After a charming classical-style piano introduction, Agnetha starts out with a sweet, almost saccharine description of a father saying goodbye to his little girl. And she sounds like a little girl at first, though in a few seconds that changes. It’s only in the next section that Agnetha unleashes the explosion of sadness, with the words, “The feeling that I’m losing her forever, and without really entering her worth….” Suddenly we know, it’s not just a father saying goodbye to his daughter as she leaves for school; no – he realizes he has lost her forever, and that he never appreciated her while she was there. The chorus begins, one of their most beautiful ever, so poignant, free of their usual optimism-even-in-the-face-of-sorrow. As the chorus ends, Annifrid’s voice intertwines with Agnetha’s for the next verse, and the following line, “What happened to the wonderful adventures,” is almost unbearable in its anguish – lost, forever, the dreams and the plans, all the good intentions unfulfilled. Gone is the childlike tone of the song’s opening; now we feel the full power of the music that reflects life’s deepest disappointments and regrets. After the chorus repeats there’s a mesmerizing duet between two guitars, a final repeat of the chorus, and the song ends.

As I said, it doesn’t hit you at first. It took me a full week of listening before I realized I was obsessedhooked. Knowing that with music beauty is often in the ear of the beholder (or be-hearer), I asked a friend of mine to listen to it. He went through a similar process, at first finding it sweet, but wondering why I was raving about it so much. Then he said he listened again and again, and now he, too, cries when he hears it – and this is someone who, unlike me, does not cry easily. You can see the live video of this performance, but I think it has to be heard on an iPod to really overwhelm you. Whatever you do, don’t watch the youtube clip on a laptop with mediocre speakers; it won’t work. (But do go there to read the comments!)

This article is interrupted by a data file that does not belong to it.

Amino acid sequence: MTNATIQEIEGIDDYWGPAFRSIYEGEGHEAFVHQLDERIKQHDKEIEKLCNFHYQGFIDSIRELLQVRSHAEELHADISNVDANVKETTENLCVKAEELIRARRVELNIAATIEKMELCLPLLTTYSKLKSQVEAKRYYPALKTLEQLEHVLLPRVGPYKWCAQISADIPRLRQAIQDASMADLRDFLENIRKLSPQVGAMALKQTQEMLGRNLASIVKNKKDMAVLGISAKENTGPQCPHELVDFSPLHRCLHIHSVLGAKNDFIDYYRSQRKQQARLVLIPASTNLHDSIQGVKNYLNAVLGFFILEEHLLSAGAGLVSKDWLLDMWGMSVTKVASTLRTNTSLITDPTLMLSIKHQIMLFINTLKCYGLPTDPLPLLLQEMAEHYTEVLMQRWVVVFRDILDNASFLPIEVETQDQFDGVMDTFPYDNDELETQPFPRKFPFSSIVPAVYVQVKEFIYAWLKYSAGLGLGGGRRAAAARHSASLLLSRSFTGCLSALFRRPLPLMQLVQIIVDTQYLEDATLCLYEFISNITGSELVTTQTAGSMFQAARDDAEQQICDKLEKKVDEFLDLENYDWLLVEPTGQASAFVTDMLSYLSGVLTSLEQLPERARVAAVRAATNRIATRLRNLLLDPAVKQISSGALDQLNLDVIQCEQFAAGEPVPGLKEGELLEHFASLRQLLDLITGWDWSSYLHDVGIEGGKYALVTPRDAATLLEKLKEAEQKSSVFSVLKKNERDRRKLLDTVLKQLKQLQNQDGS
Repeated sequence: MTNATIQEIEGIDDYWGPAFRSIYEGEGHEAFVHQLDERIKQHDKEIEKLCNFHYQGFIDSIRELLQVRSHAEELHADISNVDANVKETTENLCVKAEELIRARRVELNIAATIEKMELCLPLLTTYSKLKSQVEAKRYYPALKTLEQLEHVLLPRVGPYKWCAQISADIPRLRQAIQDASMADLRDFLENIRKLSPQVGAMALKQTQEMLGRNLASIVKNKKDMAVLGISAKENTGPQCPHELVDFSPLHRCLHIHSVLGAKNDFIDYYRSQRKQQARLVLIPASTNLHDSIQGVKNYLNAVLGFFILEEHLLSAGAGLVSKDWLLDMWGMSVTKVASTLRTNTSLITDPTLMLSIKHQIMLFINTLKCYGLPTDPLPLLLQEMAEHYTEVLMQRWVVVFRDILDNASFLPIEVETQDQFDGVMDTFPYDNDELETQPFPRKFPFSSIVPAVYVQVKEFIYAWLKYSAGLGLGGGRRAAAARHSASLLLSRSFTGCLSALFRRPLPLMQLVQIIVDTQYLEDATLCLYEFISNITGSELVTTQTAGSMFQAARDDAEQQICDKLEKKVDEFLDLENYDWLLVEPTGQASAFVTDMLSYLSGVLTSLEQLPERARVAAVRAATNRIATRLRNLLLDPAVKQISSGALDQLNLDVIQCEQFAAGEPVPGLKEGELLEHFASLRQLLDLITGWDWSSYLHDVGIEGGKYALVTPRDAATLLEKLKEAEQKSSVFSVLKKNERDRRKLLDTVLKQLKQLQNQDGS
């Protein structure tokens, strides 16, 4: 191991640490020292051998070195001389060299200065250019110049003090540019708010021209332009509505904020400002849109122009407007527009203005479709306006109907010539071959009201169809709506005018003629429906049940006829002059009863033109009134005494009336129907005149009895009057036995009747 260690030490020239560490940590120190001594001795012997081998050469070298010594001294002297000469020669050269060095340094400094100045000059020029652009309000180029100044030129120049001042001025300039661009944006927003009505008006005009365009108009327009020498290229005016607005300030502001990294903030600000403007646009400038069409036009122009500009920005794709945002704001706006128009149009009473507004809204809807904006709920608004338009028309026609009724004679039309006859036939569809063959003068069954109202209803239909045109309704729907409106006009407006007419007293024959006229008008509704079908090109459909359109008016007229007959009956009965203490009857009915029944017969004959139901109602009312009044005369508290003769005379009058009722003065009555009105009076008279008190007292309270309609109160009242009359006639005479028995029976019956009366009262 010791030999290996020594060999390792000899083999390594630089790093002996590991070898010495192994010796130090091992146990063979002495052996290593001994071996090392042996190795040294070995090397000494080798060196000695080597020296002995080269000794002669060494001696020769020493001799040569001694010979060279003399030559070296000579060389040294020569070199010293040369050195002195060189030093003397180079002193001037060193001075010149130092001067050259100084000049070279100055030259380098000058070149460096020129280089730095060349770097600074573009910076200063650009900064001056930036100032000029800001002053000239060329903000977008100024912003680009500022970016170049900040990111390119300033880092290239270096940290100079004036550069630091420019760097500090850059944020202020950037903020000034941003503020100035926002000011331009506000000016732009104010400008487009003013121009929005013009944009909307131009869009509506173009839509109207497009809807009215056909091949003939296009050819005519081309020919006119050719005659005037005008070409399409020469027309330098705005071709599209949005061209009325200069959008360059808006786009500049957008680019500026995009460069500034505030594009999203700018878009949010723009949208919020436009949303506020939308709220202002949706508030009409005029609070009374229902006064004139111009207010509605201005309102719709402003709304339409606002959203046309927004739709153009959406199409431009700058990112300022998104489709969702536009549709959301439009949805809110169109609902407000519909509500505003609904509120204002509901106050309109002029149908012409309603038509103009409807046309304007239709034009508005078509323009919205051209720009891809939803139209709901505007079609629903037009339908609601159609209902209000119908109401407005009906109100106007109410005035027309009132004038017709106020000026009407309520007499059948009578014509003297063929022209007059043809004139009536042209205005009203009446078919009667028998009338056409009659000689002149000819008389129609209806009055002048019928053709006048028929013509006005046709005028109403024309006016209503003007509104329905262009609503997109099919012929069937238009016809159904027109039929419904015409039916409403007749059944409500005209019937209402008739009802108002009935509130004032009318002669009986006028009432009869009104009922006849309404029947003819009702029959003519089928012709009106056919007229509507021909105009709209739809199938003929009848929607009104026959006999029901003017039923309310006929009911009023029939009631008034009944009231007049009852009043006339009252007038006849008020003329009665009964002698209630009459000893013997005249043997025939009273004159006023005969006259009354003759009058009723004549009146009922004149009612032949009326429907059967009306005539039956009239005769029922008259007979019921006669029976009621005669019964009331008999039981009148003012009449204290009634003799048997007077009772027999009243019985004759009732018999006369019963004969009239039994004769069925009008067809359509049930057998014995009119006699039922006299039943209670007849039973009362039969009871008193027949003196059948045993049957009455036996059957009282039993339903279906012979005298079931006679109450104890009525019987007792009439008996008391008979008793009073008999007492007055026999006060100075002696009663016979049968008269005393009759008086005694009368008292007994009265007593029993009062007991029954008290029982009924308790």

I know I’ll never be rich or famous, and I’ve had to readjust my dreams and ambitions to conform to the realities of life. But when I am grabbed by a song like this, and when I am overpowered by emotions that bring tears to my eyes, I realize that I wouldn’t give up that ability – the ability to feel deep emotions for something that is beautiful simply because it is beautiful – for anything in the world.

Go to iTunes and pay the 99 cents for the song (from their album Thank You for the Music). If after multiple listenings you don’t think it was worth it, let me know and I will somehow pay the 99 cents back to you. Yeah, it’s just a pop song, and the lyrics are at times lame, even cheesy, but nothing can dam the inspiration behind it. As it was conceived you know its creators were touched by a wave of emotion from deep within their own well of experience. The result: a song that is ever so poignant, ever so moving, and utterly sublime.

The Discussion: 11 Comments

Friday evening I was watching on our intranet a speech of our new Europe & North director delivering a speech on how we have to evolve from being a good company to becoming a great company and all I could think was: the usual blabla from the new kid on the block.